If you claim to be a Christian, and denying the deity of Christ (saying that Christ was only human, not God) and blaspheming the Holy Spirit aren’t enough for you, please take a moment right now to do some soul searching and ask yourself why that is. These people are blaspheming your Savior and you’re going to defend them? Denying the deity of Christ alone is enough to put a “church” outside the camp of Christianity. It is one of the damnable “another gospels” Paul refers to in Galatians 1:6-9.

But maybe seeing more of the fruit of the poisonous NAR tree will help:

“Holy” Laughter. The NAR blasphemously attributes this to the Holy Spirit, disregarding the fact that one of the fruits of the Spirit is self-control and that God demonstrates throughout Scripture that He is not a God of chaos, craziness, and confusion, but of orderliness and peace.

 

Fake and delusional prophecies. Pick any biblical prophet and read his prophecies in comparison with this. And don’t forget what the Bible says about false prophets.

 

Fake “glory clouds” of “gold dust” and “angel feathers” (glitter and feathers placed into the ventilation system) released during the worship service as a supposed sign of the presence of the Holy Spirit. I guess Jesus’ promise of the Holy Spirit and the many promises of His presence in the New Testament aren’t good enough.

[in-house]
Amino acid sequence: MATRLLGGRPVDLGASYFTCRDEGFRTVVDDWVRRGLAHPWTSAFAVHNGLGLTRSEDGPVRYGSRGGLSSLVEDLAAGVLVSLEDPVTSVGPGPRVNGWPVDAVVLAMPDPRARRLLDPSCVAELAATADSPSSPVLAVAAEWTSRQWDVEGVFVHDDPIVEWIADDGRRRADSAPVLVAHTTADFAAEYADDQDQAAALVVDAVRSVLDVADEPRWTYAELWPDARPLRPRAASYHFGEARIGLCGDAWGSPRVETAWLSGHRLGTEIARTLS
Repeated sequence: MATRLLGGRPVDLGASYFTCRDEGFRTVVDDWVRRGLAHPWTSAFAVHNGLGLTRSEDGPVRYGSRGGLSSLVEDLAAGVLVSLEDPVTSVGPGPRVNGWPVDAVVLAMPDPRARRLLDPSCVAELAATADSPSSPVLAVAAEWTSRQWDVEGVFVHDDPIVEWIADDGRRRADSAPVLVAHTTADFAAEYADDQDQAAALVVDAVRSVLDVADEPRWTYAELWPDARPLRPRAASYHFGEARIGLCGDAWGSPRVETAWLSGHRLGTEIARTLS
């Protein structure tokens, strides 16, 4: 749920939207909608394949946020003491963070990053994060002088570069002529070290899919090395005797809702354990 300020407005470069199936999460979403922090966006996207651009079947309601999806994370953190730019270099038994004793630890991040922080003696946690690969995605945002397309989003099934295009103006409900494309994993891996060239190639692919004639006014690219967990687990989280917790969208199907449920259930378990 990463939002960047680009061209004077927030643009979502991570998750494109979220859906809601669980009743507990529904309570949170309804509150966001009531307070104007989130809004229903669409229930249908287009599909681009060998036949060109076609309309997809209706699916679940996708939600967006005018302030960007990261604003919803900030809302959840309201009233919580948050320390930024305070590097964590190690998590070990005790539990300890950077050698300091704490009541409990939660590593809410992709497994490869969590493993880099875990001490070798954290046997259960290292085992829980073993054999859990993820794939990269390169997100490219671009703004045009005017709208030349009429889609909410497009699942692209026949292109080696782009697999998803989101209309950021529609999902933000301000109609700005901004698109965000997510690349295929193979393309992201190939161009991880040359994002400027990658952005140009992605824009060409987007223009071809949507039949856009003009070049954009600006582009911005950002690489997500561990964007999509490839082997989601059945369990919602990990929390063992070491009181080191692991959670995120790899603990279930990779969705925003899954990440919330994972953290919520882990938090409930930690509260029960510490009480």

Raising the dead. Oddly enough in this age of everyone making videos of everything and cutting edge medical technology, there’s never been a single medically verified, video evidenced resurrection.

 

Being “drunk in the Spirit”. This is not how you do Acts 2:13-21 or Ephesians 5:18-19, two of the passages the NAR mangles to support this demonic activity, which they blasphemously attribute to the Holy Spirit. (By the way, the guy in this video, Todd Bentley, was commissioned as an “apostle” by Bill Johnson, lead “pastor” of Bethel. And shortly after Todd cheated on his first wife, divorced her, and married the woman he was cheating with, Bill Johnson “restored” him to ministry. You can see video evidence of both of these things here and here.)

 

And if that’s still not enough for you, there’s fake faith healing (language warning- this was written by a non-Christian who, by the way, did not hear the gospel when she went to Bethel) including kicking people in the face and other forms of assault to “heal” people, grave sucking, and demonic tremoring. Then there are the incidents from overseas that you hear of from time to time such as the South African “pastor” who made his congregation crawl around on the lawn eating grass and drink gasoline to be closer to God, or the Kenyan “pastor” who ordered women to remove their bras and panties before coming to church so God could enter their bodies more easily, or the Zambian prophet who took it a step further and removed a woman’s panties in front of the entire congregation so he could pray over them for her infertility, or the South African woman who died because her “pastor” placed a heavy speaker on top of her and then sat on it to demonstrate God’s power.